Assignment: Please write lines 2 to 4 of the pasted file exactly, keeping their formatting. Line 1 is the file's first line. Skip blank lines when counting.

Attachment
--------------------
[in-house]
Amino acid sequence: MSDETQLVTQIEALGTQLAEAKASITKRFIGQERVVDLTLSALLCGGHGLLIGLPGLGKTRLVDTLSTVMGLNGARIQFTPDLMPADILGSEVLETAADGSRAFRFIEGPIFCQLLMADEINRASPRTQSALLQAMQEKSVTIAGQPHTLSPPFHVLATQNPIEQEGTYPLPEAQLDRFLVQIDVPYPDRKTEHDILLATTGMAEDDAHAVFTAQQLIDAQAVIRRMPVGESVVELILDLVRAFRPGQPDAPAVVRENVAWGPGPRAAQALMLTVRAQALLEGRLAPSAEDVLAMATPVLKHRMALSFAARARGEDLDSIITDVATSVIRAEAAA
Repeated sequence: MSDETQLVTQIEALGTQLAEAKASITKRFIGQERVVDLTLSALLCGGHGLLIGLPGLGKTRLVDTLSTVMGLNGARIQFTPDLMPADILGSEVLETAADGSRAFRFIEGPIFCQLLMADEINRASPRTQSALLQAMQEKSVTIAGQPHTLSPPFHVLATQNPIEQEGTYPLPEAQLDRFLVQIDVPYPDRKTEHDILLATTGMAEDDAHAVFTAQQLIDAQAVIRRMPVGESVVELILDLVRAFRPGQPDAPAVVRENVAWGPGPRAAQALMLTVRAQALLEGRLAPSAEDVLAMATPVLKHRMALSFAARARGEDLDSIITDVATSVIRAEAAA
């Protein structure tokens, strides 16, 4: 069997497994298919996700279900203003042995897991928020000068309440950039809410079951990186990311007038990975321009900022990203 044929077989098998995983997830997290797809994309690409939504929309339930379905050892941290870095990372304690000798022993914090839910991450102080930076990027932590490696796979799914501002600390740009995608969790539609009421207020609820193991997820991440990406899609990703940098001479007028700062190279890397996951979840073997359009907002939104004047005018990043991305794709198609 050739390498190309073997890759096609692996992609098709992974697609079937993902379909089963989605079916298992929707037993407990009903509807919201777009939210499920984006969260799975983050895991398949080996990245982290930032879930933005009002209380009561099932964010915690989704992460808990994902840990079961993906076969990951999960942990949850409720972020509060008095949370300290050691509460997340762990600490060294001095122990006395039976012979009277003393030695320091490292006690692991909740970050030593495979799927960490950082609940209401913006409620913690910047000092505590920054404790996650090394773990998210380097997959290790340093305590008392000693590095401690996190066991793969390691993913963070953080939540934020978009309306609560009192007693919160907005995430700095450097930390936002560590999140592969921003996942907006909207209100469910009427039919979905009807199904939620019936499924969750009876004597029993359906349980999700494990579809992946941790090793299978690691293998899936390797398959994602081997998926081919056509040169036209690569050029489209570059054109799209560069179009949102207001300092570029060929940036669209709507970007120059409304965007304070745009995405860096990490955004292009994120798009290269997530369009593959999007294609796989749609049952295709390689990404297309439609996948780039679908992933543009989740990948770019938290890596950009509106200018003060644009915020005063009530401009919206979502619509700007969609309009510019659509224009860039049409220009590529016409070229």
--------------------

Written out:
Amino acid sequence: MSDETQLVTQIEALGTQLAEAKASITKRFIGQERVVDLTLSALLCGGHGLLIGLPGLGKTRLVDTLSTVMGLNGARIQFTPDLMPADILGSEVLETAADGSRAFRFIEGPIFCQLLMADEINRASPRTQSALLQAMQEKSVTIAGQPHTLSPPFHVLATQNPIEQEGTYPLPEAQLDRFLVQIDVPYPDRKTEHDILLATTGMAEDDAHAVFTAQQLIDAQAVIRRMPVGESVVELILDLVRAFRPGQPDAPAVVRENVAWGPGPRAAQALMLTVRAQALLEGRLAPSAEDVLAMATPVLKHRMALSFAARARGEDLDSIITDVATSVIRAEAAA
Repeated sequence: MSDETQLVTQIEALGTQLAEAKASITKRFIGQERVVDLTLSALLCGGHGLLIGLPGLGKTRLVDTLSTVMGLNGARIQFTPDLMPADILGSEVLETAADGSRAFRFIEGPIFCQLLMADEINRASPRTQSALLQAMQEKSVTIAGQPHTLSPPFHVLATQNPIEQEGTYPLPEAQLDRFLVQIDVPYPDRKTEHDILLATTGMAEDDAHAVFTAQQLIDAQAVIRRMPVGESVVELILDLVRAFRPGQPDAPAVVRENVAWGPGPRAAQALMLTVRAQALLEGRLAPSAEDVLAMATPVLKHRMALSFAARARGEDLDSIITDVATSVIRAEAAA
């Protein structure tokens, strides 16, 4: 069997497994298919996700279900203003042995897991928020000068309440950039809410079951990186990311007038990975321009900022990203 044929077989098998995983997830997290797809994309690409939504929309339930379905050892941290870095990372304690000798022993914090839910991450102080930076990027932590490696796979799914501002600390740009995608969790539609009421207020609820193991997820991440990406899609990703940098001479007028700062190279890397996951979840073997359009907002939104004047005018990043991305794709198609 050739390498190309073997890759096609692996992609098709992974697609079937993902379909089963989605079916298992929707037993407990009903509807919201777009939210499920984006969260799975983050895991398949080996990245982290930032879930933005009002209380009561099932964010915690989704992460808990994902840990079961993906076969990951999960942990949850409720972020509060008095949370300290050691509460997340762990600490060294001095122990006395039976012979009277003393030695320091490292006690692991909740970050030593495979799927960490950082609940209401913006409620913690910047000092505590920054404790996650090394773990998210380097997959290790340093305590008392000693590095401690996190066991793969390691993913963070953080939540934020978009309306609560009192007693919160907005995430700095450097930390936002560590999140592969921003996942907006909207209100469910009427039919979905009807199904939620019936499924969750009876004597029993359906349980999700494990579809992946941790090793299978690691293998899936390797398959994602081997998926081919056509040169036209690569050029489209570059054109799209560069179009949102207001300092570029060929940036669209709507970007120059409304965007304070745009995405860096990490955004292009994120798009290269997530369009593959999007294609796989749609049952295709390689990404297309439609996948780039679908992933543009989740990948770019938290890596950009509106200018003060644009915020005063009530401009919206979502619509700007969609309009510019659509224009860039049409220009590529016409070229």